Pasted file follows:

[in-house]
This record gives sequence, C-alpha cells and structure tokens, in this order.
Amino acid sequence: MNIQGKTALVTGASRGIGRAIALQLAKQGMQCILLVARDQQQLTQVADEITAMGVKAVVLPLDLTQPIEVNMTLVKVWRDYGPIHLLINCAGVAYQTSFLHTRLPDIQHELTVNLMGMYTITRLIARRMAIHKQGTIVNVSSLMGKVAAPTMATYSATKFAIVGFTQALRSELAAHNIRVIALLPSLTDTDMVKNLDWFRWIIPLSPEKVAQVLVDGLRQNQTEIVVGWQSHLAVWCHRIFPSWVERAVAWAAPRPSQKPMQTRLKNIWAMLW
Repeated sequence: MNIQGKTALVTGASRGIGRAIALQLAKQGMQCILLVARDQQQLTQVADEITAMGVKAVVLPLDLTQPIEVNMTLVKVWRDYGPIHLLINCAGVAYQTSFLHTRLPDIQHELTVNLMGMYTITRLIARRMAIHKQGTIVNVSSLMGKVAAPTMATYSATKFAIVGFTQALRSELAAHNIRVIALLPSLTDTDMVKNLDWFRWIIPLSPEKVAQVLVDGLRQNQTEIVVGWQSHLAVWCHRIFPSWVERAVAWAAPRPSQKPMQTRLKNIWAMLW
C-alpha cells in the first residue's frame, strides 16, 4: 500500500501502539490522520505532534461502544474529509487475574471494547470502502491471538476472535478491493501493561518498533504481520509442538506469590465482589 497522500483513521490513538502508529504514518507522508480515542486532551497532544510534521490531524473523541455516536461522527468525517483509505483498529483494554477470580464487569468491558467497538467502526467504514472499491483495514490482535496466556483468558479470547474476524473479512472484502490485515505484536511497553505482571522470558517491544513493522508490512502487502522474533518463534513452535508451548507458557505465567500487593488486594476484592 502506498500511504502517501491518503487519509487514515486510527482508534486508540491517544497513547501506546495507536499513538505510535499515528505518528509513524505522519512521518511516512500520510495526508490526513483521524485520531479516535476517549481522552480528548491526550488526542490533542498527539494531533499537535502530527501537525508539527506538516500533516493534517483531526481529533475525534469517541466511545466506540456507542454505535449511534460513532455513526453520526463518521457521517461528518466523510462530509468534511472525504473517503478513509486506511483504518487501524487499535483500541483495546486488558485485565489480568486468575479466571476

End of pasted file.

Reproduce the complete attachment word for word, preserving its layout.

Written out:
[in-house]
This record gives sequence, C-alpha cells and structure tokens, in this order.
Amino acid sequence: MNIQGKTALVTGASRGIGRAIALQLAKQGMQCILLVARDQQQLTQVADEITAMGVKAVVLPLDLTQPIEVNMTLVKVWRDYGPIHLLINCAGVAYQTSFLHTRLPDIQHELTVNLMGMYTITRLIARRMAIHKQGTIVNVSSLMGKVAAPTMATYSATKFAIVGFTQALRSELAAHNIRVIALLPSLTDTDMVKNLDWFRWIIPLSPEKVAQVLVDGLRQNQTEIVVGWQSHLAVWCHRIFPSWVERAVAWAAPRPSQKPMQTRLKNIWAMLW
Repeated sequence: MNIQGKTALVTGASRGIGRAIALQLAKQGMQCILLVARDQQQLTQVADEITAMGVKAVVLPLDLTQPIEVNMTLVKVWRDYGPIHLLINCAGVAYQTSFLHTRLPDIQHELTVNLMGMYTITRLIARRMAIHKQGTIVNVSSLMGKVAAPTMATYSATKFAIVGFTQALRSELAAHNIRVIALLPSLTDTDMVKNLDWFRWIIPLSPEKVAQVLVDGLRQNQTEIVVGWQSHLAVWCHRIFPSWVERAVAWAAPRPSQKPMQTRLKNIWAMLW
C-alpha cells in the first residue's frame, strides 16, 4: 500500500501502539490522520505532534461502544474529509487475574471494547470502502491471538476472535478491493501493561518498533504481520509442538506469590465482589 497522500483513521490513538502508529504514518507522508480515542486532551497532544510534521490531524473523541455516536461522527468525517483509505483498529483494554477470580464487569468491558467497538467502526467504514472499491483495514490482535496466556483468558479470547474476524473479512472484502490485515505484536511497553505482571522470558517491544513493522508490512502487502522474533518463534513452535508451548507458557505465567500487593488486594476484592 502506498500511504502517501491518503487519509487514515486510527482508534486508540491517544497513547501506546495507536499513538505510535499515528505518528509513524505522519512521518511516512500520510495526508490526513483521524485520531479516535476517549481522552480528548491526550488526542490533542498527539494531533499537535502530527501537525508539527506538516500533516493534517483531526481529533475525534469517541466511545466506540456507542454505535449511534460513532455513526453520526463518521457521517461528518466523510462530509468534511472525504473517503478513509486506511483504518487501524487499535483500541483495546486488558485485565489480568486468575479466571476